LAST week at the Edinburgh Climbing Centre, the First Minister Nicola Sturgeon launched the only progressive manifesto to be produced by a mainstream party in this general election campaign.

Before our manifesto was published the SNP's message had been consistent and clear; we want to give Scotland a voice, ensure it is heard and - most importantly - we want to combat the cosy Westminster consensus on austerity.

Our manifesto reaffirms these commitments, assuring voters that the SNP's highest priority after the election, regardless of its outcome, will be to fight the deep cuts to public spending.

In fact, we propose a very moderate increase in public spending in order to allow us to protect services vital to our poorest and most vulnerable communities and to promote growth and prosperity across Scotland.

However, this manifesto is not just about our vision for Scotland.

In the SNP we believe our MPs have a duty to protect the disadvantaged wherever they are and in any way we can - including in England, Wales and Northern Ireland.

While we will continue to protect free higher education in Scotland, we will also support any reduction in tuition fees for students in England.

We believe that charging £9000 a year for university is not only morally wrong, but will serve to increase already stark levels of inequality by locking out those from less well off backgrounds.

The Tories plan to expand the 'Right to Buy' initiative, which has depleted social housing stocks across the UK, and which the SNP has abolished in Scotland.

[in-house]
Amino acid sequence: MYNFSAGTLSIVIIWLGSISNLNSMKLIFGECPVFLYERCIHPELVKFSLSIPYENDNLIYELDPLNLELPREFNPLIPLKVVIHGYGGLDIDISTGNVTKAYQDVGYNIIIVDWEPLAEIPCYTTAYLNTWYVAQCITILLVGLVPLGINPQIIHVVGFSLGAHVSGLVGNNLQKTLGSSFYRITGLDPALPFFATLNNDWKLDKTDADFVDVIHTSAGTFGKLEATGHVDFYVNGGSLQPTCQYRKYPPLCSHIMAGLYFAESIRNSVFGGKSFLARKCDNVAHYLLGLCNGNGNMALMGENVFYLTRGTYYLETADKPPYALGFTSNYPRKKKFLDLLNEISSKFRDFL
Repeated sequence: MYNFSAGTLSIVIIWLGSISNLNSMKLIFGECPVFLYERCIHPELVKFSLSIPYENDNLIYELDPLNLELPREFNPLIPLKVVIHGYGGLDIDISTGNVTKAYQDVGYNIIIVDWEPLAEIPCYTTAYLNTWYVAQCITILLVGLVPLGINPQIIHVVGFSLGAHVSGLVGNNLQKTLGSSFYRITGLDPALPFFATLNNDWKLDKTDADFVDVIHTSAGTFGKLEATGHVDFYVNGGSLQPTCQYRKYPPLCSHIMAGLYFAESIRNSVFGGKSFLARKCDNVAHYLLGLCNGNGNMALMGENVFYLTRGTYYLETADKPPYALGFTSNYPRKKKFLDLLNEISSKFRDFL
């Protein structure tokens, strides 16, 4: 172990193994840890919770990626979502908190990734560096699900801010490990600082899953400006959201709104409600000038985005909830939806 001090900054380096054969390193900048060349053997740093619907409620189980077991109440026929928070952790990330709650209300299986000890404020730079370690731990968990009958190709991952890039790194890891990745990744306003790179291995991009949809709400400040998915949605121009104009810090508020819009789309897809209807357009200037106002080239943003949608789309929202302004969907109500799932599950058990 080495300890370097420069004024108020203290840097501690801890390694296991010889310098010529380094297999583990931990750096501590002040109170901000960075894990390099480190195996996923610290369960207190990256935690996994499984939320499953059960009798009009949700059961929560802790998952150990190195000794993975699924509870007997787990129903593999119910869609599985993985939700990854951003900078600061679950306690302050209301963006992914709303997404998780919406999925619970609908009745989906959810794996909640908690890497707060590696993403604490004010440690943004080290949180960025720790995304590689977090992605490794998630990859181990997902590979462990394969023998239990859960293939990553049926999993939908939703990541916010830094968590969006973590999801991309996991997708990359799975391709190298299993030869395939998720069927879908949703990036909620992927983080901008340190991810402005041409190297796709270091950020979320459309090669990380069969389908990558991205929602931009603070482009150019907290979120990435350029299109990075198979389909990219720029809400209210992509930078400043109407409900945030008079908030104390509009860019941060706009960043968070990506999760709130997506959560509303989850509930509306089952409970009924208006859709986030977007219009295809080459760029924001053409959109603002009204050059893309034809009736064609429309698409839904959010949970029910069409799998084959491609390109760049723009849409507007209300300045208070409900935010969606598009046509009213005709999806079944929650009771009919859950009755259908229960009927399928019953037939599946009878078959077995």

In contrast, the SNP manifesto gives a commitment to support building a minimum of 100,000 affordable houses across the entire UK.

These policies are not only a neighbourly offer of support to those in England, Wales and Northern Ireland who have suffered under a succession of New Labour governments and now a Tory-Lib Dem coalition with little reprieve. They also provide an agenda which a progressive alliance of Greens, Plaid Cymru and perhaps even a reformed Labour might be able to support in a future Westminster parliamentary term.

I previously mentioned our commitment to policies which affect people outside of Scotland - this does not only extend to our friends across the rest of the UK, but also internationally.

One of our manifesto pledges is to push any UK government to formally recognise the state of Palestine.

In my opinion it is very difficult to advocate a two-state solution without recognising both states - Palestine and Israel - as equal. Earlier this week SNP MSP Sandra White brought forward a motion on the recognition of the state Palestine to the Scottish Parliament, and it gained cross-party support.

Almost two-thirds of countries across the world recognise both the state of Israel and the state of Palestine, I can't see why the UK doesn't.

I see no rational reason why does not.

If we want to see peace in the middle east it is imperative that we do not deny the legitimate right of the Palestinian people to their own state follow suit while continuing to look forward to peace across both countries.